- Russia could be preparing more attacks on energy sites: Zelenskiy
- 4.5 million Ukrainians without electricity as winter approaches
- Biden aide held talks with senior Russian officials
- US urges Ukraine to be open to talks with Russia: report
KYIV/WASHINGTON, Nov 7 (Reuters) – Ukraine’s President Volodymyr Zelenskiy warned on Sunday against possible Russian attacks on energy infrastructure, while Kyiv’s mayor urged residents to consider preparing to leave temporarily if the capital loses the supply of water and energy.
In regular late-night comments, Zelenskiy said Russia was “concentrating forces and means for a possible repeat of massive attacks on our infrastructure. First of all, energy.”
More than 4.5 million consumers were already without power, it added, amid concerns that support for Ukraine could falter as the impact of the war on energy and food prices lingers into winter.
US National Security Adviser Jake Sullivan, who traveled to Kyiv on Friday and pledged Washington’s “unwavering and unwavering” support for Ukraine, held undisclosed talks with Russian officials designed to prevent further escalation, he said on Sunday. Wall Street Journal.
News of those contacts followed a report that Washington was urging Kyiv to signal an opening to talks with Russia.
Presidential adviser Mykhailo Podolyak earlier said on Twitter that Ukraine would “resist” despite Russian attacks on its energy infrastructure, organizing air defense, protecting infrastructure and optimizing consumption to do so.
The country faced a projected 32 percent shortfall in power supply on Monday, Sergei Kovalenko, chief executive of YASNO, a major energy provider for the capital, said on his Facebook page.
The warnings followed comments by Kyiv Mayor Vitali Klitschko urging residents to “consider everything”, including the worst case scenario where the capital is left without power and water.
Residents should consider “spending some time” with friends or family outside the city, he said in a television interview on Saturday, accusing Russian President Vladimir Putin of deliberately targeting civilian infrastructure.
“His task is for us to die, freeze or make us flee our land so that he can have it. That is what the aggressor wants to achieve,” Klitschko added.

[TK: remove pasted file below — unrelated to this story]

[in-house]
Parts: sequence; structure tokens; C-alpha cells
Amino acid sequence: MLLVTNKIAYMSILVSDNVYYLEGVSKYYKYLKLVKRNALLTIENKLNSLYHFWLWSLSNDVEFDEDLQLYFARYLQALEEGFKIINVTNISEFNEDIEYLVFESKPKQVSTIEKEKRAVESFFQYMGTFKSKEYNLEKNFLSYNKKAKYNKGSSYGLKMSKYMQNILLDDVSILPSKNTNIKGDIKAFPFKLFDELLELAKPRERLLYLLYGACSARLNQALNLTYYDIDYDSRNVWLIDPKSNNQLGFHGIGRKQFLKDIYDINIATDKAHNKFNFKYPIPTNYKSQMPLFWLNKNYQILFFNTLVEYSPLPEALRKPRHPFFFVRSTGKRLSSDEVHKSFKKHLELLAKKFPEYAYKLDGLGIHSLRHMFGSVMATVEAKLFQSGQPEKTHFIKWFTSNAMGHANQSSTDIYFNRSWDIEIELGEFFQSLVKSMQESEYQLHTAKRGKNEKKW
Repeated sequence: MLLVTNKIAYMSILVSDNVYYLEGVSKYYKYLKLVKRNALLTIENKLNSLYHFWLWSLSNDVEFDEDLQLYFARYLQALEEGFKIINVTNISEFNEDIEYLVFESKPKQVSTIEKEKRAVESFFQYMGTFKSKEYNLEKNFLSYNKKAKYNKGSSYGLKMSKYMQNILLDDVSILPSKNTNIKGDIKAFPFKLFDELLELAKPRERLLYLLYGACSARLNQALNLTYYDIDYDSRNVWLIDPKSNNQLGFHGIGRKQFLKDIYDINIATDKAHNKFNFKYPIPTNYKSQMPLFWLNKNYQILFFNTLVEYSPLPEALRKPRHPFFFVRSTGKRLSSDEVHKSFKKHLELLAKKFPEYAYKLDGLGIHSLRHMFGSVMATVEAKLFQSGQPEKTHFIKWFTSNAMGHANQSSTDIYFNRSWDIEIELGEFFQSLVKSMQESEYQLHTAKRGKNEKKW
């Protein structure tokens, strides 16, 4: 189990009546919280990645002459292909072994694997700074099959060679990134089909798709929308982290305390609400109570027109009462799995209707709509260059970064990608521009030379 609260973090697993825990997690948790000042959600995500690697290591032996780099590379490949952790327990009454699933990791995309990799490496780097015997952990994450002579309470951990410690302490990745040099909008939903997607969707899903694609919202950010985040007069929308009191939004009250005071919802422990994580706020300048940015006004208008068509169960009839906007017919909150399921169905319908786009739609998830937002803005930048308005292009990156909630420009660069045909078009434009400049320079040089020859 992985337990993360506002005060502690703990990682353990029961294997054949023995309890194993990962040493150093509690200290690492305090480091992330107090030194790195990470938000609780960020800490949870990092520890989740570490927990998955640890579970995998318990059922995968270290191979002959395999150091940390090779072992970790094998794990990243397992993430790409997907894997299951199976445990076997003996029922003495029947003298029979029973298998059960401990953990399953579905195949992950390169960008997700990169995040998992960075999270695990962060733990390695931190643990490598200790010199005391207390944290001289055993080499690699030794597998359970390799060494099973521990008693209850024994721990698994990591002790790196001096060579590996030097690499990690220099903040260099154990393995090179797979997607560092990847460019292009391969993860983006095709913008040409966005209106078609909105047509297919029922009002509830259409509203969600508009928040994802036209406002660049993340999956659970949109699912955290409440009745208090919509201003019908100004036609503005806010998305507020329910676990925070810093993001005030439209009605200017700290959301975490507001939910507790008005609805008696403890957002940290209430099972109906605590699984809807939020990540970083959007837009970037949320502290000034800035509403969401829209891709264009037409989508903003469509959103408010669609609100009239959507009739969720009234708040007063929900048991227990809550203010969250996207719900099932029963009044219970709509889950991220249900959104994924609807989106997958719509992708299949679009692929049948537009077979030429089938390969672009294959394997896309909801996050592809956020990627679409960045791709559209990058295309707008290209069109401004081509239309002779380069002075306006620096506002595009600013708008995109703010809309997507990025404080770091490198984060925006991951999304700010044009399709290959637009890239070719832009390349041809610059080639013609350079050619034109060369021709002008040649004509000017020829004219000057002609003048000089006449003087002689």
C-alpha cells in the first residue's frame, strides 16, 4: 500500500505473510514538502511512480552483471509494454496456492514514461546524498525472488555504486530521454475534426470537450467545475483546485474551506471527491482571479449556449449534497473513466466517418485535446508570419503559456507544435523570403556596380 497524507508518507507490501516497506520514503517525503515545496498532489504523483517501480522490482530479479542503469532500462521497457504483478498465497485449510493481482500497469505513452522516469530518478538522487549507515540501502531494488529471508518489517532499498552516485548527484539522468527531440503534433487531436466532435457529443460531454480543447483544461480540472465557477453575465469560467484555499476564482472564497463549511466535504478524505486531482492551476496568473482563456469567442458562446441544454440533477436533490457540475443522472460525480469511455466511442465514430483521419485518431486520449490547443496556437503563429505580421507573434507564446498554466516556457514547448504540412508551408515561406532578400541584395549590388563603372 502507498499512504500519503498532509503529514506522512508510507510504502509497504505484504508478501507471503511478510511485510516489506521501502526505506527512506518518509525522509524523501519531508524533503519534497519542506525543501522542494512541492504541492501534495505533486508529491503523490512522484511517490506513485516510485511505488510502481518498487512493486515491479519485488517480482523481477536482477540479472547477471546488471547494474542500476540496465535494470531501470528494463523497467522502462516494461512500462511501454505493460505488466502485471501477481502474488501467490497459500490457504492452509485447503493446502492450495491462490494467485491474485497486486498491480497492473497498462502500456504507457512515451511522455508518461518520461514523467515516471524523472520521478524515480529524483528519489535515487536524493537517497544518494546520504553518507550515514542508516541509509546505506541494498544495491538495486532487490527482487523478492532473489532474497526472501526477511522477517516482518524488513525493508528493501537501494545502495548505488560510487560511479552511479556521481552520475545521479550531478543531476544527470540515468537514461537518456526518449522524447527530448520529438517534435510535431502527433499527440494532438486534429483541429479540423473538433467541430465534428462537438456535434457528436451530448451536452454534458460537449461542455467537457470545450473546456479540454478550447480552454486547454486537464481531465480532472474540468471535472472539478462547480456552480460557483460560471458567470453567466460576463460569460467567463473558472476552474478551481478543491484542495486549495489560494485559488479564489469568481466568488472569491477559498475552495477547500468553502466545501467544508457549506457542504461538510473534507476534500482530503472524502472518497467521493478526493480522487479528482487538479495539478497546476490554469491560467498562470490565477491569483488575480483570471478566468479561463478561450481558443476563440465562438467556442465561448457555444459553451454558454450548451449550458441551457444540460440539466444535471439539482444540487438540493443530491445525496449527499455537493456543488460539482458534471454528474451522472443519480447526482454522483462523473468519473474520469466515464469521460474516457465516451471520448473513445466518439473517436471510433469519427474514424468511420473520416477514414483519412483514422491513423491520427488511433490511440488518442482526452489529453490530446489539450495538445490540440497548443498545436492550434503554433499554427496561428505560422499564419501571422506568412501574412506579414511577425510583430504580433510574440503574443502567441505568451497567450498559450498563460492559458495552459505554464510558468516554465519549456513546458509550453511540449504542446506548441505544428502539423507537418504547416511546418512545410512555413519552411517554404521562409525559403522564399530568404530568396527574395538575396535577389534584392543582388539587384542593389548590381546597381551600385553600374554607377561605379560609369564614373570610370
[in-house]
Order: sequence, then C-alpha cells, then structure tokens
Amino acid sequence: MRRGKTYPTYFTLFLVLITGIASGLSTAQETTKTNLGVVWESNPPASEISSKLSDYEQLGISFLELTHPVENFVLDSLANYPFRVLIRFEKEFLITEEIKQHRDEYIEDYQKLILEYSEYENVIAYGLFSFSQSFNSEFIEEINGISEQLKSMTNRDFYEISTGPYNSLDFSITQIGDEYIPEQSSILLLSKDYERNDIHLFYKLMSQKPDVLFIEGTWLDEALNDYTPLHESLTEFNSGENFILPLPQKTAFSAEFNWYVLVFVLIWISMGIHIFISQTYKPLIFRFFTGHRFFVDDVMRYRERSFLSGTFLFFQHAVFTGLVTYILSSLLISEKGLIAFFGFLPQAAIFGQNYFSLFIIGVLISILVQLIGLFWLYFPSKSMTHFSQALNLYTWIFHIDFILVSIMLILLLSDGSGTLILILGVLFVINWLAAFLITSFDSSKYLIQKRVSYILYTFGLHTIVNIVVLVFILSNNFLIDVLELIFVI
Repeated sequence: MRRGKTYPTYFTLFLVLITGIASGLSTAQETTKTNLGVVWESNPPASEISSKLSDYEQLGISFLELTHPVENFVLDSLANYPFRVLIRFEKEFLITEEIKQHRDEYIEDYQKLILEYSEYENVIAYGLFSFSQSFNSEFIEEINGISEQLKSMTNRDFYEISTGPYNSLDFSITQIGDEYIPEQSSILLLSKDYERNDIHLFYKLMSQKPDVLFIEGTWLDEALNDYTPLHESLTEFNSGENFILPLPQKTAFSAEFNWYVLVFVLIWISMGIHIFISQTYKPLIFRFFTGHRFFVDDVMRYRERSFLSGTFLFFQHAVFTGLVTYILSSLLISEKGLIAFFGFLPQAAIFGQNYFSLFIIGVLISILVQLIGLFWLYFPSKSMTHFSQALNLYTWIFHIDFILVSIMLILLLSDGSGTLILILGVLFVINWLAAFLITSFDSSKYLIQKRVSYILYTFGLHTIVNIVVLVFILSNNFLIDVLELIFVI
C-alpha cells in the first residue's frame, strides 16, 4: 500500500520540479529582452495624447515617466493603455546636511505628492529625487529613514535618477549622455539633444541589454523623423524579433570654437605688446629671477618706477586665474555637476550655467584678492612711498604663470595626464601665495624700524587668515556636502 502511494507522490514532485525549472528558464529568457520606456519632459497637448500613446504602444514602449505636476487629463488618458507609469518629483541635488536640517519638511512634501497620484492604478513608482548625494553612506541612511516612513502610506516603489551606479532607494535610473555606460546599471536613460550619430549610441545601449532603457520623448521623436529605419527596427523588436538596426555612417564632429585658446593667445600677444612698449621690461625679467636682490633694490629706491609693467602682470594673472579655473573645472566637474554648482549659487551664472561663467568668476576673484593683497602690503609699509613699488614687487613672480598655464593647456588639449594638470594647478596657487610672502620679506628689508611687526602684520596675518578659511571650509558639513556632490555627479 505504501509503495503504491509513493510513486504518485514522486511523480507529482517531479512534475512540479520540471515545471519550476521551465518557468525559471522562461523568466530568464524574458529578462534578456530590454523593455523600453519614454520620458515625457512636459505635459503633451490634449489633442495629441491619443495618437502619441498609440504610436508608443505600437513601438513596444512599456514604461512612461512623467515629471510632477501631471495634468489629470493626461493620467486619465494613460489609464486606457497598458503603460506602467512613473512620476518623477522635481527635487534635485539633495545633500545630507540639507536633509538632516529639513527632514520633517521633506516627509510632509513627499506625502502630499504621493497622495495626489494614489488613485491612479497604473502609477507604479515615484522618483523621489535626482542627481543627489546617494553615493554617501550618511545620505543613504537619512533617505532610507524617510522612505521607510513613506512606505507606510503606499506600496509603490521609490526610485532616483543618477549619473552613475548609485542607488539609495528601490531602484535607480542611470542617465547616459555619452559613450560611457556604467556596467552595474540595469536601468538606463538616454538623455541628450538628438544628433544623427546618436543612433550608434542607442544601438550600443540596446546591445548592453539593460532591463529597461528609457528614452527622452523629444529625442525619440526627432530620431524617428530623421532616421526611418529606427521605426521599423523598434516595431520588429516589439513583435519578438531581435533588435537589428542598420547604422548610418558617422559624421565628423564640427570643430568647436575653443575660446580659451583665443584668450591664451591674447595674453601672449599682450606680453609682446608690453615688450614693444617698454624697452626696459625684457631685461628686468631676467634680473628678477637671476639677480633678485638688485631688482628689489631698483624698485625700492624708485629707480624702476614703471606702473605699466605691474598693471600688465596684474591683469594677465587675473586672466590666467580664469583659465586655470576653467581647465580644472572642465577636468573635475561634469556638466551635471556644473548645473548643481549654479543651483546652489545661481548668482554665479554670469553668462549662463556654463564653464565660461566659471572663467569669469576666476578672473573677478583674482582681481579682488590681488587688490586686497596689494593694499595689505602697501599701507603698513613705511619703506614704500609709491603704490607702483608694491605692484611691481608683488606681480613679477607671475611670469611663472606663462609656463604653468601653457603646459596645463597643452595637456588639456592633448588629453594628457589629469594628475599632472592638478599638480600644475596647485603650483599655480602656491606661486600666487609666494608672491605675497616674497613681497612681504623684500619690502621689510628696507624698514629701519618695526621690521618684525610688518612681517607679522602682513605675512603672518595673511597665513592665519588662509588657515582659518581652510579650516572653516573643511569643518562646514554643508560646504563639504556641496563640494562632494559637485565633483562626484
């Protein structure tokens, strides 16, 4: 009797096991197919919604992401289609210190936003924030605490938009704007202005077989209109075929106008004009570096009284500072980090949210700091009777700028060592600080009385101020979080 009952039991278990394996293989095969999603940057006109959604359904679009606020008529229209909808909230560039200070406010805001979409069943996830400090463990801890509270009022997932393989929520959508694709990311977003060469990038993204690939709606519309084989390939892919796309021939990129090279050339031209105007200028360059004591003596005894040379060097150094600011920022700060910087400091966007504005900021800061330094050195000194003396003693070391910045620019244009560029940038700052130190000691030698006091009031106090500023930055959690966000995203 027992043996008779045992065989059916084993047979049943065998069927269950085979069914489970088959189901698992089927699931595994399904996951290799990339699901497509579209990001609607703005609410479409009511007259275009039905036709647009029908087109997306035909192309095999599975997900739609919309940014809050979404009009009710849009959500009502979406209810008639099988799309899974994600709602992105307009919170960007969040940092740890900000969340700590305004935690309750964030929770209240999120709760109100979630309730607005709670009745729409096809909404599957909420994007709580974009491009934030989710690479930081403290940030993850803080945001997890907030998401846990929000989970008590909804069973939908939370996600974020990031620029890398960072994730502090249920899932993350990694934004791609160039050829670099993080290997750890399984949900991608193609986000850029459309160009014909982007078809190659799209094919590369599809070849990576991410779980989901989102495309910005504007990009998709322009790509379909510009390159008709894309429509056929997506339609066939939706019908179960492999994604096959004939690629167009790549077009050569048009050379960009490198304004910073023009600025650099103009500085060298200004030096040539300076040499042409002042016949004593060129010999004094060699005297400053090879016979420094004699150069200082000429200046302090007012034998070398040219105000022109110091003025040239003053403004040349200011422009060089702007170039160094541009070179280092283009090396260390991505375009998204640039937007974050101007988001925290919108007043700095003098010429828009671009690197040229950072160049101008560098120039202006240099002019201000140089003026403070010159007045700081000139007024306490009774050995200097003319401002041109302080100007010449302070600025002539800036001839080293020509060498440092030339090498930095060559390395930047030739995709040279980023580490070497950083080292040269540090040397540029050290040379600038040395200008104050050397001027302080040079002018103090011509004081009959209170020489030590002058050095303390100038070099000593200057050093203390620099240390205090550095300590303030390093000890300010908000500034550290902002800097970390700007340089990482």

In the south, Russia and Ukraine continued to exchange accusations as Ukraine advances towards the city of Kherson. Reuters could not immediately verify battlefield accounts from either side.
Regional Governor Yaroslav Yanushevych said Russian forces destroyed around 1.5km of power lines, cutting off supply to the town of Beryslav.
“It is likely that there will be no electricity in Beryslav until it is completely free from the occupation,” Yanushevych wrote on the Telegram messaging app, adding that power lines to Kherson had also been destroyed.
On Sunday, Russian news agencies said Shelling by Ukrainian forces damaged the large Nova Kakhovka dam in Ukraine, upstream from Kherson on the Dnipro River. They gave no supporting evidence and Reuters could not immediately verify the reports.
The Russian state company TASS quoted a representative of the emergency services as saying that a rocket launched by a US-made HIMARS missile system hit the lock of the dam and damaged it.
The official called the incident an “attempt to create the conditions for a humanitarian catastrophe” by breaching the dam.
The warnings came as the Wall Street Journal said Sullivan had confidential talks in recent months with Kremlin aide Yuri Ushakov and Russian Security Council Secretary Nikolai Patrushev that were not publicly disclosed.
Few high-level contacts between US and Russian officials have been made public in recent months, as Washington has insisted that any talks about ending the war in Ukraine take place between Moscow and Kyiv.
The White House declined to comment on the report, responding only with a statement attributed to National Security Council spokeswoman Adrienne Watson: “People are saying a lot of things.”
On Saturday, the Washington Post said the United States is privately encouraging Ukraine to show an openness to negotiating with Russia, as the State Department said Moscow was escalating the war and not serious about peace talks.
The newspaper cited unnamed sources as saying that the request by US officials was not aimed at pushing Ukraine to the negotiating table, but rather a calculated attempt to ensure that Kyiv maintains the support of other nations.
Zelenskiy signed a decree on October 4 formally declaring the possibility of any Ukrainian talks with Putin.”impossiblebut leaving the door open to talks with Russia.
The White House National Security Council had no immediate comment on the accuracy of the report.
A State Department spokesman responded: “We’ve said it before and we’ll say it again: Actions speak louder than words. If Russia is ready to negotiate, it should stop its bombs and missiles and withdraw its forces from Ukraine.”
Reuters bureau reports; Written by Simon Lewis and Simon Cameron-Moore; Edited by Diane Craft and Clarence Fernandez
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